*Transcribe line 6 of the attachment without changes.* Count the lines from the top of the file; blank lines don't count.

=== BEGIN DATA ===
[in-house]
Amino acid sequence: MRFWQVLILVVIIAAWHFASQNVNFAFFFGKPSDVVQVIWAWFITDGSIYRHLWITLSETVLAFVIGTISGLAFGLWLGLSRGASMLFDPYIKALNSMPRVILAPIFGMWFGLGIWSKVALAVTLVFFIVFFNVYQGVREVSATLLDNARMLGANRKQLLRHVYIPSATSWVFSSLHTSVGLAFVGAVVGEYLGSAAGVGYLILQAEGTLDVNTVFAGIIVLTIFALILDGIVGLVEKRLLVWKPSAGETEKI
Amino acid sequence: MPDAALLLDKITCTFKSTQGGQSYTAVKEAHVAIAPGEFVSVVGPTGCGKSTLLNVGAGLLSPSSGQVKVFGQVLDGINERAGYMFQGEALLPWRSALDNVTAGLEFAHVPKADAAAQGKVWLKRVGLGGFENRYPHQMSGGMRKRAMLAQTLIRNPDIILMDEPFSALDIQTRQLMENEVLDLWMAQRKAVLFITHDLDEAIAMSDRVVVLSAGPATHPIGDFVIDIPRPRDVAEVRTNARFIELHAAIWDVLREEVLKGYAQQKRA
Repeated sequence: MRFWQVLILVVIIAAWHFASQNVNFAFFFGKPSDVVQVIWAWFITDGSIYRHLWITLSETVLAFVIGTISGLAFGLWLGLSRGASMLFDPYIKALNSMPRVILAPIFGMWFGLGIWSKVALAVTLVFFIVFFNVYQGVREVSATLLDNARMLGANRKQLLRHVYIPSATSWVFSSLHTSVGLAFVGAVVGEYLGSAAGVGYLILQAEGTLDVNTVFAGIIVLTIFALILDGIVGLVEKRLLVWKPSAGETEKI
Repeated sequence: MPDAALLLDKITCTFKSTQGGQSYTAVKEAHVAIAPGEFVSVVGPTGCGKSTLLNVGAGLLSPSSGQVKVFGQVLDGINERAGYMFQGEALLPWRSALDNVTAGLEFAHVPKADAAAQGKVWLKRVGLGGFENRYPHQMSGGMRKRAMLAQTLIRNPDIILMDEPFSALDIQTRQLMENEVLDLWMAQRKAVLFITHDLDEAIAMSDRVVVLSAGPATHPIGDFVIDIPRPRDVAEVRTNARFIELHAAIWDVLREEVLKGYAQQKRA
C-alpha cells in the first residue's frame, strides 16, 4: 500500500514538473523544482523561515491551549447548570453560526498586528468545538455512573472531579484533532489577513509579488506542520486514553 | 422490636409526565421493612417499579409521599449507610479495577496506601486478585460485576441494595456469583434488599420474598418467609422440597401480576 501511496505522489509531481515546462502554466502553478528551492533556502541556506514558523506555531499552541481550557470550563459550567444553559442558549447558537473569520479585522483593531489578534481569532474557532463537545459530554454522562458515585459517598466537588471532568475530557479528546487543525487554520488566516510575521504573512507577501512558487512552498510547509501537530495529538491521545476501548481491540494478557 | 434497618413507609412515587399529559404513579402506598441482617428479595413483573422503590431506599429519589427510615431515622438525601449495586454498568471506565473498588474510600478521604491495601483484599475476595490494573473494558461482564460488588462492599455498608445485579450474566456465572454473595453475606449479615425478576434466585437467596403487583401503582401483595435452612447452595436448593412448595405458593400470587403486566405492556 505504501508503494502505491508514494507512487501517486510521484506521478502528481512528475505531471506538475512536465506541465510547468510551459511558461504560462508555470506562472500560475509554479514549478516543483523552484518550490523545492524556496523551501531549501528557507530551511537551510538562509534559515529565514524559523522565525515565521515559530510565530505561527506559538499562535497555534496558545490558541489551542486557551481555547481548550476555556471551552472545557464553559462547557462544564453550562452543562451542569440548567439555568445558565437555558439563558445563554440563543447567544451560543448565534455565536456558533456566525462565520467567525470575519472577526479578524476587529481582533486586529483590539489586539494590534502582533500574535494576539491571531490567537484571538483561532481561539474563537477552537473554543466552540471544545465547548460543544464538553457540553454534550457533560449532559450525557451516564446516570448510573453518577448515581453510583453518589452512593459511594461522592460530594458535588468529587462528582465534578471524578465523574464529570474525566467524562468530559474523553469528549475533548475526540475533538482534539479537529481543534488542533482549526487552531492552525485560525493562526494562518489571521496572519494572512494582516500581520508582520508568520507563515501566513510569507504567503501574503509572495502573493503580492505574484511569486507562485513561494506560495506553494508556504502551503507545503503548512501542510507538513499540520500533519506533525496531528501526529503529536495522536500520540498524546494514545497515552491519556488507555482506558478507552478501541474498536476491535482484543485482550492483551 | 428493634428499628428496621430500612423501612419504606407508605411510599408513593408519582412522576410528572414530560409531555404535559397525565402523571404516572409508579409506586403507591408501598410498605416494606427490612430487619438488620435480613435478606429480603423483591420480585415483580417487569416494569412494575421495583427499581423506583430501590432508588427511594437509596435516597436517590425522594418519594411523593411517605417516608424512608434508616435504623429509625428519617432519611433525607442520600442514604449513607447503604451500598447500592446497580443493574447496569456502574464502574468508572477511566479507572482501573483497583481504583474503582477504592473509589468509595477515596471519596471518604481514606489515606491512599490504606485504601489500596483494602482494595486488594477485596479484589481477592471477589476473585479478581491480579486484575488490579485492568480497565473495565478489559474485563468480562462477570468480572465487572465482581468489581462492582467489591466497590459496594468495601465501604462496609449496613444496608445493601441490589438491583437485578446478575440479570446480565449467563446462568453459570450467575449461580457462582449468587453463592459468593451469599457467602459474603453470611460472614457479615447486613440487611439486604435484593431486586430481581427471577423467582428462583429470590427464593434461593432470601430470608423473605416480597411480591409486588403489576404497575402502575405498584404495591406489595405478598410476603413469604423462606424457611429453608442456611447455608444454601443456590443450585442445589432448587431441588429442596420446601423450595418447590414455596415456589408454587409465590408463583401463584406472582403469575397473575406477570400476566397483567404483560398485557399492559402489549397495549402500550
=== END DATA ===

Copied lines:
C-alpha cells in the first residue's frame, strides 16, 4: 500500500514538473523544482523561515491551549447548570453560526498586528468545538455512573472531579484533532489577513509579488506542520486514553 | 422490636409526565421493612417499579409521599449507610479495577496506601486478585460485576441494595456469583434488599420474598418467609422440597401480576 501511496505522489509531481515546462502554466502553478528551492533556502541556506514558523506555531499552541481550557470550563459550567444553559442558549447558537473569520479585522483593531489578534481569532474557532463537545459530554454522562458515585459517598466537588471532568475530557479528546487543525487554520488566516510575521504573512507577501512558487512552498510547509501537530495529538491521545476501548481491540494478557 | 434497618413507609412515587399529559404513579402506598441482617428479595413483573422503590431506599429519589427510615431515622438525601449495586454498568471506565473498588474510600478521604491495601483484599475476595490494573473494558461482564460488588462492599455498608445485579450474566456465572454473595453475606449479615425478576434466585437467596403487583401503582401483595435452612447452595436448593412448595405458593400470587403486566405492556 505504501508503494502505491508514494507512487501517486510521484506521478502528481512528475505531471506538475512536465506541465510547468510551459511558461504560462508555470506562472500560475509554479514549478516543483523552484518550490523545492524556496523551501531549501528557507530551511537551510538562509534559515529565514524559523522565525515565521515559530510565530505561527506559538499562535497555534496558545490558541489551542486557551481555547481548550476555556471551552472545557464553559462547557462544564453550562452543562451542569440548567439555568445558565437555558439563558445563554440563543447567544451560543448565534455565536456558533456566525462565520467567525470575519472577526479578524476587529481582533486586529483590539489586539494590534502582533500574535494576539491571531490567537484571538483561532481561539474563537477552537473554543466552540471544545465547548460543544464538553457540553454534550457533560449532559450525557451516564446516570448510573453518577448515581453510583453518589452512593459511594461522592460530594458535588468529587462528582465534578471524578465523574464529570474525566467524562468530559474523553469528549475533548475526540475533538482534539479537529481543534488542533482549526487552531492552525485560525493562526494562518489571521496572519494572512494582516500581520508582520508568520507563515501566513510569507504567503501574503509572495502573493503580492505574484511569486507562485513561494506560495506553494508556504502551503507545503503548512501542510507538513499540520500533519506533525496531528501526529503529536495522536500520540498524546494514545497515552491519556488507555482506558478507552478501541474498536476491535482484543485482550492483551 | 428493634428499628428496621430500612423501612419504606407508605411510599408513593408519582412522576410528572414530560409531555404535559397525565402523571404516572409508579409506586403507591408501598410498605416494606427490612430487619438488620435480613435478606429480603423483591420480585415483580417487569416494569412494575421495583427499581423506583430501590432508588427511594437509596435516597436517590425522594418519594411523593411517605417516608424512608434508616435504623429509625428519617432519611433525607442520600442514604449513607447503604451500598447500592446497580443493574447496569456502574464502574468508572477511566479507572482501573483497583481504583474503582477504592473509589468509595477515596471519596471518604481514606489515606491512599490504606485504601489500596483494602482494595486488594477485596479484589481477592471477589476473585479478581491480579486484575488490579485492568480497565473495565478489559474485563468480562462477570468480572465487572465482581468489581462492582467489591466497590459496594468495601465501604462496609449496613444496608445493601441490589438491583437485578446478575440479570446480565449467563446462568453459570450467575449461580457462582449468587453463592459468593451469599457467602459474603453470611460472614457479615447486613440487611439486604435484593431486586430481581427471577423467582428462583429470590427464593434461593432470601430470608423473605416480597411480591409486588403489576404497575402502575405498584404495591406489595405478598410476603413469604423462606424457611429453608442456611447455608444454601443456590443450585442445589432448587431441588429442596420446601423450595418447590414455596415456589408454587409465590408463583401463584406472582403469575397473575406477570400476566397483567404483560398485557399492559402489549397495549402500550